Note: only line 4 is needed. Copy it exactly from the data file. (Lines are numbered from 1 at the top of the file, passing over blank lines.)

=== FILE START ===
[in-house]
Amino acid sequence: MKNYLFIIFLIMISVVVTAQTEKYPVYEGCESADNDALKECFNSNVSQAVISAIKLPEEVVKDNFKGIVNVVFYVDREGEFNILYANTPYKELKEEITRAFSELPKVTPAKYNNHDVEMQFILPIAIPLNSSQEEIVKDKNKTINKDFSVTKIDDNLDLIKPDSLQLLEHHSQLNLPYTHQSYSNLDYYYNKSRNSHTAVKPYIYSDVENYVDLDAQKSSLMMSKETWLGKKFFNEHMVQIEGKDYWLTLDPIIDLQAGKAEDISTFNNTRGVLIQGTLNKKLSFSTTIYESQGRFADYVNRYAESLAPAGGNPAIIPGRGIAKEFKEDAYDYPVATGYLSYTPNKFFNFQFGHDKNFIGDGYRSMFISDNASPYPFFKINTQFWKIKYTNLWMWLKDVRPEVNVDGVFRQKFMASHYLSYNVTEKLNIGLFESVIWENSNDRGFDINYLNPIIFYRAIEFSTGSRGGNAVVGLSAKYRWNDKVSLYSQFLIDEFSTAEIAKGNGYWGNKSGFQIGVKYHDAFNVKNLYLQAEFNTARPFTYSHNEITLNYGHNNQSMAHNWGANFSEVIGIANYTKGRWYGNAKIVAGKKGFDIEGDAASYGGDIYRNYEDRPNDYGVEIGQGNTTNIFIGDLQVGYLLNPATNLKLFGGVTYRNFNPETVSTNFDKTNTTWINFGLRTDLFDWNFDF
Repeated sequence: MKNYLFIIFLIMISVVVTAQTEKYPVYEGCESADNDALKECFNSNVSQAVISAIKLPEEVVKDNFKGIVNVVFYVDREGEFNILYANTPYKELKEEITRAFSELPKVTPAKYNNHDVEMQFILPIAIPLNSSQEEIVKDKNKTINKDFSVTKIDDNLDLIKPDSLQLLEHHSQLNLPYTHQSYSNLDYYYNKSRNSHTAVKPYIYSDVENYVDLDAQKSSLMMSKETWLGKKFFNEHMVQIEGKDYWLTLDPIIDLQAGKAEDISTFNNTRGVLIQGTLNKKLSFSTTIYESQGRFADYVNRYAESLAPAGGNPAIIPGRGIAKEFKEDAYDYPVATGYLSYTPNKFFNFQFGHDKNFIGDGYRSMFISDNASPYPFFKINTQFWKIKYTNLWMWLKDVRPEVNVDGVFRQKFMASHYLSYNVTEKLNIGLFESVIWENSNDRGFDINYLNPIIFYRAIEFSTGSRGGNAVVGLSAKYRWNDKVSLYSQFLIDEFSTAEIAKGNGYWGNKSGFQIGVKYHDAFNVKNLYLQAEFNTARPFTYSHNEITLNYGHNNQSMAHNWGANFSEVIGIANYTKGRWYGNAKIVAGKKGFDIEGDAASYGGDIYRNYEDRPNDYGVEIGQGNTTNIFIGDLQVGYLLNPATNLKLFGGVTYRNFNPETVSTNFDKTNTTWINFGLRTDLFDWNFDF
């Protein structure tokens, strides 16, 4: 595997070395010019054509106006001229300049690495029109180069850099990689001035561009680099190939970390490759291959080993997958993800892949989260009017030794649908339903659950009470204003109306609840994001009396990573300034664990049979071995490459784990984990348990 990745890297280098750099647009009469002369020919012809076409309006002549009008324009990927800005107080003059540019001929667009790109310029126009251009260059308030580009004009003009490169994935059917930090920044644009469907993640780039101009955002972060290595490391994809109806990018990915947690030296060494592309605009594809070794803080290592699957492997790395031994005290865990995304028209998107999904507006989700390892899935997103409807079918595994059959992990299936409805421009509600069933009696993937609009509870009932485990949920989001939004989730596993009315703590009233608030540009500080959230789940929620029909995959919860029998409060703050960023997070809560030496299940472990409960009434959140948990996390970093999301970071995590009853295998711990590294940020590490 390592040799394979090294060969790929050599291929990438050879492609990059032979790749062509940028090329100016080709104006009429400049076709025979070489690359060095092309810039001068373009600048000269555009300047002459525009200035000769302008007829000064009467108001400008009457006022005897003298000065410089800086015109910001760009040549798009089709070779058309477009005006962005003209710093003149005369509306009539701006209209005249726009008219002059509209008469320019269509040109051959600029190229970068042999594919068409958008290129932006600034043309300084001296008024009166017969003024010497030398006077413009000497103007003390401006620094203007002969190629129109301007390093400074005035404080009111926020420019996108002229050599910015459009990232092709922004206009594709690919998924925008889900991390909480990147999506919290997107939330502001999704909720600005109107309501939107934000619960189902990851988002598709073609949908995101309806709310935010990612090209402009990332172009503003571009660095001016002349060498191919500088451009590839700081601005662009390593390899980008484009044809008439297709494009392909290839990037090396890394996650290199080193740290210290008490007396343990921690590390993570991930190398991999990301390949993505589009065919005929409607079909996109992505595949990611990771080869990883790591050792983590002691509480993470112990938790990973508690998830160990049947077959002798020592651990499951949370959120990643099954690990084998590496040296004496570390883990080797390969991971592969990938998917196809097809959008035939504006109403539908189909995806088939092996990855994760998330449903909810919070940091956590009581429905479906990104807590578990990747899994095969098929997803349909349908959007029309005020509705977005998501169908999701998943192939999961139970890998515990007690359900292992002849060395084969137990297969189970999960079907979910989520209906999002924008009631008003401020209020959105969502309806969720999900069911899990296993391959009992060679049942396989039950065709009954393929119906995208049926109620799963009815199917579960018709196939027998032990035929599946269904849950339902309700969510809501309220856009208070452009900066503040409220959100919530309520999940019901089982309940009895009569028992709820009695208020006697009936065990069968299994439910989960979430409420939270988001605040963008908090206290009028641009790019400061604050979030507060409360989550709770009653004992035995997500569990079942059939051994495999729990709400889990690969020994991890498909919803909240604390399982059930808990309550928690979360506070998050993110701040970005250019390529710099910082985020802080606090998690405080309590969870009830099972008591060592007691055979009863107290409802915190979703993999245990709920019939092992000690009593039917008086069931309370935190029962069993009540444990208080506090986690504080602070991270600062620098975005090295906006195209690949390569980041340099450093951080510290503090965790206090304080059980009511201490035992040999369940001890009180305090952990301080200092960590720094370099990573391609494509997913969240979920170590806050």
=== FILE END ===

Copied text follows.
């Protein structure tokens, strides 16, 4: 595997070395010019054509106006001229300049690495029109180069850099990689001035561009680099190939970390490759291959080993997958993800892949989260009017030794649908339903659950009470204003109306609840994001009396990573300034664990049979071995490459784990984990348990 990745890297280098750099647009009469002369020919012809076409309006002549009008324009990927800005107080003059540019001929667009790109310029126009251009260059308030580009004009003009490169994935059917930090920044644009469907993640780039101009955002972060290595490391994809109806990018990915947690030296060494592309605009594809070794803080290592699957492997790395031994005290865990995304028209998107999904507006989700390892899935997103409807079918595994059959992990299936409805421009509600069933009696993937609009509870009932485990949920989001939004989730596993009315703590009233608030540009500080959230789940929620029909995959919860029998409060703050960023997070809560030496299940472990409960009434959140948990996390970093999301970071995590009853295998711990590294940020590490 390592040799394979090294060969790929050599291929990438050879492609990059032979790749062509940028090329100016080709104006009429400049076709025979070489690359060095092309810039001068373009600048000269555009300047002459525009200035000769302008007829000064009467108001400008009457006022005897003298000065410089800086015109910001760009040549798009089709070779058309477009005006962005003209710093003149005369509306009539701006209209005249726009008219002059509209008469320019269509040109051959600029190229970068042999594919068409958008290129932006600034043309300084001296008024009166017969003024010497030398006077413009000497103007003390401006620094203007002969190629129109301007390093400074005035404080009111926020420019996108002229050599910015459009990232092709922004206009594709690919998924925008889900991390909480990147999506919290997107939330502001999704909720600005109107309501939107934000619960189902990851988002598709073609949908995101309806709310935010990612090209402009990332172009503003571009660095001016002349060498191919500088451009590839700081601005662009390593390899980008484009044809008439297709494009392909290839990037090396890394996650290199080193740290210290008490007396343990921690590390993570991930190398991999990301390949993505589009065919005929409607079909996109992505595949990611990771080869990883790591050792983590002691509480993470112990938790990973508690998830160990049947077959002798020592651990499951949370959120990643099954690990084998590496040296004496570390883990080797390969991971592969990938998917196809097809959008035939504006109403539908189909995806088939092996990855994760998330449903909810919070940091956590009581429905479906990104807590578990990747899994095969098929997803349909349908959007029309005020509705977005998501169908999701998943192939999961139970890998515990007690359900292992002849060395084969137990297969189970999960079907979910989520209906999002924008009631008003401020209020959105969502309806969720999900069911899990296993391959009992060679049942396989039950065709009954393929119906995208049926109620799963009815199917579960018709196939027998032990035929599946269904849950339902309700969510809501309220856009208070452009900066503040409220959100919530309520999940019901089982309940009895009569028992709820009695208020006697009936065990069968299994439910989960979430409420939270988001605040963008908090206290009028641009790019400061604050979030507060409360989550709770009653004992035995997500569990079942059939051994495999729990709400889990690969020994991890498909919803909240604390399982059930808990309550928690979360506070998050993110701040970005250019390529710099910082985020802080606090998690405080309590969870009830099972008591060592007691055979009863107290409802915190979703993999245990709920019939092992000690009593039917008086069931309370935190029962069993009540444990208080506090986690504080602070991270600062620098975005090295906006195209690949390569980041340099450093951080510290503090965790206090304080059980009511201490035992040999369940001890009180305090952990301080200092960590720094370099990573391609494509997913969240979920170590806050």